The story behind Breezy Knees Gardens

The story behind Breezy Knees Gardens


Posted 1st Jun 2018


If you visited this field in 1998, you would have seen a bleak area of grass that stretched for miles across the horizon towards York

You wouldn't have guessed that 20 years later, an unassuming Yorkshire couple would have managed to single-handedly transform what had been an unforgiving landscape into one of Yorkshire's most idyllic flower gardens.

The magical garden near York provides visitors with a range of magnificent and vibrant borders, sparkling fountains, a beautiful lake, immaculate lawns, trees, shrubs, amazing garden designs, along with more than 6,000 different varieties of flowers, trees and plants.

The planted garden stretches for over 20 acres (the equivalent of around 13 football pitches), with wide, easy pathways.

Former Pharmacist Colin Parker and his wife Marylen have successfully created the breathtakingly-beautiful Breezy Knees Gardens at Warthill, near York. It was named thus as 20 years ago, there had been no trees or hedges in the location, and when working on the land in the middle of winter seemed particularly apt.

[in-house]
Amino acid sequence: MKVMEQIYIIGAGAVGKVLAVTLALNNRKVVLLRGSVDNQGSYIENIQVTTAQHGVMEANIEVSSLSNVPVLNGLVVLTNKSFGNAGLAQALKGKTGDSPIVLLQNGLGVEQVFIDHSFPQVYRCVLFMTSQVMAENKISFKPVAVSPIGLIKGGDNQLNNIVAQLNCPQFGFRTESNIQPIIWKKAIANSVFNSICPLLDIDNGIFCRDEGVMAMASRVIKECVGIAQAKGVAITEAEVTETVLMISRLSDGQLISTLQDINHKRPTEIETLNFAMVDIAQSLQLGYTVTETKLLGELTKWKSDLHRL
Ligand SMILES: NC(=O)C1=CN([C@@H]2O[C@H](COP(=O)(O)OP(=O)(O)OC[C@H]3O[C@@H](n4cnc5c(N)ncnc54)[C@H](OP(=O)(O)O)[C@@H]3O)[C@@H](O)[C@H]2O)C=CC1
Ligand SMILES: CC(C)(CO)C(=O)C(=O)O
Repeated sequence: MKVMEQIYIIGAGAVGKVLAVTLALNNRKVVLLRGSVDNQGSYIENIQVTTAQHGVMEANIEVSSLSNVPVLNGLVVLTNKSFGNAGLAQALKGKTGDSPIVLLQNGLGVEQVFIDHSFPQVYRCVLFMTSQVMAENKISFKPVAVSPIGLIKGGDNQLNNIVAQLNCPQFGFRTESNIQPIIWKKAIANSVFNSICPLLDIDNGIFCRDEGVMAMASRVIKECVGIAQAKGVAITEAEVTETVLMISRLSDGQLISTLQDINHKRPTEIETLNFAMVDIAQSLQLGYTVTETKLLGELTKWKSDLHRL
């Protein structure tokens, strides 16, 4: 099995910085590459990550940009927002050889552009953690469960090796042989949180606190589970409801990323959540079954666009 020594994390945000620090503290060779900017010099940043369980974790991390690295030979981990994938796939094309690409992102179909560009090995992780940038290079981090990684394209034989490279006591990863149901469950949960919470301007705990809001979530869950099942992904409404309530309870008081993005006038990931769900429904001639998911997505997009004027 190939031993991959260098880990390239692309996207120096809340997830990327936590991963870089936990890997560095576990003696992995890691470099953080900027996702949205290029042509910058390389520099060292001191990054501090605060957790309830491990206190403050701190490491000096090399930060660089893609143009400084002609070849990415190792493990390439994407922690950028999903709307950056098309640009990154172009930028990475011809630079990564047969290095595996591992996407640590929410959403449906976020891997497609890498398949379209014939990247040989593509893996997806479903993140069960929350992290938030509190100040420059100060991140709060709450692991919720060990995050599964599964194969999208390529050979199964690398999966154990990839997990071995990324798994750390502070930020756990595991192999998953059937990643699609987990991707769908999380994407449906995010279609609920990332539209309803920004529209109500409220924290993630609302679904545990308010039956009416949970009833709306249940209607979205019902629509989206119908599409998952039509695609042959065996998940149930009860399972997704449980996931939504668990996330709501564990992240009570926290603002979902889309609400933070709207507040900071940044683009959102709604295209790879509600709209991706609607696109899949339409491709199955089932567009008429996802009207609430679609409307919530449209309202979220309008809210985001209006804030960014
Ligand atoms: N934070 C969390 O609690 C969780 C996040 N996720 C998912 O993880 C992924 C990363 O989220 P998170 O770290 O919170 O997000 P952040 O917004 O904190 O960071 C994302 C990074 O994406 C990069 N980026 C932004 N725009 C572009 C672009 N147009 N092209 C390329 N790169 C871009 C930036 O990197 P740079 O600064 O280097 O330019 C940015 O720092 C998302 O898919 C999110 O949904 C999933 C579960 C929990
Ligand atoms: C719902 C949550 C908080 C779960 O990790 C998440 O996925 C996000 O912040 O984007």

Visitors don't need to worry, as gardens are beautifully sheltered by glorious trees and shrubs, yet the name has stuck.

Colin said: "People are often put off by over-complicated advice from so-called garden experts, but all it takes is enthusiasm and a willingness to experiment. Don’t be afraid of failure. If a plant doesn’t thrive where you’ve planted it, then just plant something else. If a design isn’t quite right, take another approach."

Marylen agrees and says: "Nothing stands still here. Every year we continue to add new plants, re-design borders and improve existing ones.  Recently we’ve planted out Euphorbia and Achillea Rivers which are proving popular and are getting many complimentary comments.  A visitor from Blackpool has just called us to see when our Peonies will be out as she enjoyed the display so much when she visited previously and wants to see them again.  It’s lovely to hear how much enjoyment our gardens give to people!"

Parts of the project include Stone Hedge - a Hornbeam version of the Neolithic prehistoric monument in Wiltshire, with two enormous Wellington boots overlooking the Rose Garden, offering amusement and chances for picture opportunities.





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